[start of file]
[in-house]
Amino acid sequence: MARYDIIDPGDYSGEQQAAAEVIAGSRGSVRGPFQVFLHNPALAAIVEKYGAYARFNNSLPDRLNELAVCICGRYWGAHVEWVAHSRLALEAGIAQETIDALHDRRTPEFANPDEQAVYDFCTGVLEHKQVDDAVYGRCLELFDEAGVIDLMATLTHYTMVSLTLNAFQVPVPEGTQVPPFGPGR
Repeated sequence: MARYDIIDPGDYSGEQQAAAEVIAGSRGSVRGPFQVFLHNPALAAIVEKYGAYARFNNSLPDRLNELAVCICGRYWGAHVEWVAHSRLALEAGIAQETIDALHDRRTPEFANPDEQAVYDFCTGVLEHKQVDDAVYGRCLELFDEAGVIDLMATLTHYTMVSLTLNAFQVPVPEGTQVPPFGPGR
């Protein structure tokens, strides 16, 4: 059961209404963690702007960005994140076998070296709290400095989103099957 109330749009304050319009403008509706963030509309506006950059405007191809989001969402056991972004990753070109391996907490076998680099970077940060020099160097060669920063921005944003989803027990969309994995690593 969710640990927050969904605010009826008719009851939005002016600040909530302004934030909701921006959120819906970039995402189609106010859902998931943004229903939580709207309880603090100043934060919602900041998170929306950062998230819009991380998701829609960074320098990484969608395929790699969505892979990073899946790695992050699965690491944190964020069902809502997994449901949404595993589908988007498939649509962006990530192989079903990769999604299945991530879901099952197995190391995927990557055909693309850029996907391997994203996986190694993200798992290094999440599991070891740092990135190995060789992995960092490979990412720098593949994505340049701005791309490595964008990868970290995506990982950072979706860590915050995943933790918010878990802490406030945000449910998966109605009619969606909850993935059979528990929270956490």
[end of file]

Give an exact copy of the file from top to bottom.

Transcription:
[in-house]
Amino acid sequence: MARYDIIDPGDYSGEQQAAAEVIAGSRGSVRGPFQVFLHNPALAAIVEKYGAYARFNNSLPDRLNELAVCICGRYWGAHVEWVAHSRLALEAGIAQETIDALHDRRTPEFANPDEQAVYDFCTGVLEHKQVDDAVYGRCLELFDEAGVIDLMATLTHYTMVSLTLNAFQVPVPEGTQVPPFGPGR
Repeated sequence: MARYDIIDPGDYSGEQQAAAEVIAGSRGSVRGPFQVFLHNPALAAIVEKYGAYARFNNSLPDRLNELAVCICGRYWGAHVEWVAHSRLALEAGIAQETIDALHDRRTPEFANPDEQAVYDFCTGVLEHKQVDDAVYGRCLELFDEAGVIDLMATLTHYTMVSLTLNAFQVPVPEGTQVPPFGPGR
């Protein structure tokens, strides 16, 4: 059961209404963690702007960005994140076998070296709290400095989103099957 109330749009304050319009403008509706963030509309506006950059405007191809989001969402056991972004990753070109391996907490076998680099970077940060020099160097060669920063921005944003989803027990969309994995690593 969710640990927050969904605010009826008719009851939005002016600040909530302004934030909701921006959120819906970039995402189609106010859902998931943004229903939580709207309880603090100043934060919602900041998170929306950062998230819009991380998701829609960074320098990484969608395929790699969505892979990073899946790695992050699965690491944190964020069902809502997994449901949404595993589908988007498939649509962006990530192989079903990769999604299945991530879901099952197995190391995927990557055909693309850029996907391997994203996986190694993200798992290094999440599991070891740092990135190995060789992995960092490979990412720098593949994505340049701005791309490595964008990868970290995506990982950072979706860590915050995943933790918010878990802490406030945000449910998966109605009619969606909850993935059979528990929270956490």